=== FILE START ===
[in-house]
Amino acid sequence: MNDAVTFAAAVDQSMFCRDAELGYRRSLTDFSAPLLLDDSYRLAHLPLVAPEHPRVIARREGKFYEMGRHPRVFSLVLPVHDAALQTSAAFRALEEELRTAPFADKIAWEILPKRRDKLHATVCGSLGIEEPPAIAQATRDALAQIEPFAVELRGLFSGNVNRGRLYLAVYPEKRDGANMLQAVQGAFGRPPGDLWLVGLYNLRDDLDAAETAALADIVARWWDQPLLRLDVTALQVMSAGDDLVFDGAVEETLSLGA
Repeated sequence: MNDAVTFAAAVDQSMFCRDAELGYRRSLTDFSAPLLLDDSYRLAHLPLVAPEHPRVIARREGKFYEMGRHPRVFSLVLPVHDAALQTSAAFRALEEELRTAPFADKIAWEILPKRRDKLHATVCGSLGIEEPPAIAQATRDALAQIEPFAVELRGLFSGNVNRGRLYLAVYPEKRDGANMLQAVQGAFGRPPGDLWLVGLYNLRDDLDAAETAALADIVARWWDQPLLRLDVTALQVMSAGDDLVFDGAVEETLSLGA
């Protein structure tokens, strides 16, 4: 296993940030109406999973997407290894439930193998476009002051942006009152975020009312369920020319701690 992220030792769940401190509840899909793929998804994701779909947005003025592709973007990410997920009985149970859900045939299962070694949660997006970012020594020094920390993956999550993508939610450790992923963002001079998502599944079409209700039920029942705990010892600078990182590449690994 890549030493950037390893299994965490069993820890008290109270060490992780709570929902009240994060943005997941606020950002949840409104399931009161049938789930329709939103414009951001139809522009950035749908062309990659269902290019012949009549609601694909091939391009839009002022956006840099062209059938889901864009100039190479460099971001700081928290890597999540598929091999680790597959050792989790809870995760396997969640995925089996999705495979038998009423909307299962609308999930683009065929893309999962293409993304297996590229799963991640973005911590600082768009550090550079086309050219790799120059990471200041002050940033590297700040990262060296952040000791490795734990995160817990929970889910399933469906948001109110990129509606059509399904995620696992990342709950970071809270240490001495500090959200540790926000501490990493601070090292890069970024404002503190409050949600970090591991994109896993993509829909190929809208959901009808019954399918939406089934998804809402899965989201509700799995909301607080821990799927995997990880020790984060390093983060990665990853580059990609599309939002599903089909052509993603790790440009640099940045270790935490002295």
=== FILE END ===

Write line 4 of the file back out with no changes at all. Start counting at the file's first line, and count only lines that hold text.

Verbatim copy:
């Protein structure tokens, strides 16, 4: 296993940030109406999973997407290894439930193998476009002051942006009152975020009312369920020319701690 992220030792769940401190509840899909793929998804994701779909947005003025592709973007990410997920009985149970859900045939299962070694949660997006970012020594020094920390993956999550993508939610450790992923963002001079998502599944079409209700039920029942705990010892600078990182590449690994 890549030493950037390893299994965490069993820890008290109270060490992780709570929902009240994060943005997941606020950002949840409104399931009161049938789930329709939103414009951001139809522009950035749908062309990659269902290019012949009549609601694909091939391009839009002022956006840099062209059938889901864009100039190479460099971001700081928290890597999540598929091999680790597959050792989790809870995760396997969640995925089996999705495979038998009423909307299962609308999930683009065929893309999962293409993304297996590229799963991640973005911590600082768009550090550079086309050219790799120059990471200041002050940033590297700040990262060296952040000791490795734990995160817990929970889910399933469906948001109110990129509606059509399904995620696992990342709950970071809270240490001495500090959200540790926000501490990493601070090292890069970024404002503190409050949600970090591991994109896993993509829909190929809208959901009808019954399918939406089934998804809402899965989201509700799995909301607080821990799927995997990880020790984060390093983060990665990853580059990609599309939002599903089909052509993603790790440009640099940045270790935490002295």